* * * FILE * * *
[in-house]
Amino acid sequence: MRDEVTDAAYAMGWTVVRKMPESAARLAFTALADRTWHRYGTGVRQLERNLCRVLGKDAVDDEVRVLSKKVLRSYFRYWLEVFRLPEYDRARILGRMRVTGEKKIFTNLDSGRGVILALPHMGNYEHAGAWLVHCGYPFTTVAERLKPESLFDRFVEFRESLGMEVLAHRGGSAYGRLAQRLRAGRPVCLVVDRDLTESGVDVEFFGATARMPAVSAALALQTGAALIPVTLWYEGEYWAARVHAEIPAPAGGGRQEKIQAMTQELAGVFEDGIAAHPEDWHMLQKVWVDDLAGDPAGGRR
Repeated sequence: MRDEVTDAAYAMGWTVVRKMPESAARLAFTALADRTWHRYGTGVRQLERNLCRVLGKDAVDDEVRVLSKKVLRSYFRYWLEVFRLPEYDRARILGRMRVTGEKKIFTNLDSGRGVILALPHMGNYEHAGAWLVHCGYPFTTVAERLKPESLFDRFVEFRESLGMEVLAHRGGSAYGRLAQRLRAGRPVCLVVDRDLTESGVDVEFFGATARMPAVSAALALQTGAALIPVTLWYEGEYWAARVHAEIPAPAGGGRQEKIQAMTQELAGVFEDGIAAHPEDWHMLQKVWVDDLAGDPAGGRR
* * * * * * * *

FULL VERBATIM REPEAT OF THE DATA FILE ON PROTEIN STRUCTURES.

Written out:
[in-house]
Amino acid sequence: MRDEVTDAAYAMGWTVVRKMPESAARLAFTALADRTWHRYGTGVRQLERNLCRVLGKDAVDDEVRVLSKKVLRSYFRYWLEVFRLPEYDRARILGRMRVTGEKKIFTNLDSGRGVILALPHMGNYEHAGAWLVHCGYPFTTVAERLKPESLFDRFVEFRESLGMEVLAHRGGSAYGRLAQRLRAGRPVCLVVDRDLTESGVDVEFFGATARMPAVSAALALQTGAALIPVTLWYEGEYWAARVHAEIPAPAGGGRQEKIQAMTQELAGVFEDGIAAHPEDWHMLQKVWVDDLAGDPAGGRR
Repeated sequence: MRDEVTDAAYAMGWTVVRKMPESAARLAFTALADRTWHRYGTGVRQLERNLCRVLGKDAVDDEVRVLSKKVLRSYFRYWLEVFRLPEYDRARILGRMRVTGEKKIFTNLDSGRGVILALPHMGNYEHAGAWLVHCGYPFTTVAERLKPESLFDRFVEFRESLGMEVLAHRGGSAYGRLAQRLRAGRPVCLVVDRDLTESGVDVEFFGATARMPAVSAALALQTGAALIPVTLWYEGEYWAARVHAEIPAPAGGGRQEKIQAMTQELAGVFEDGIAAHPEDWHMLQKVWVDDLAGDPAGGRR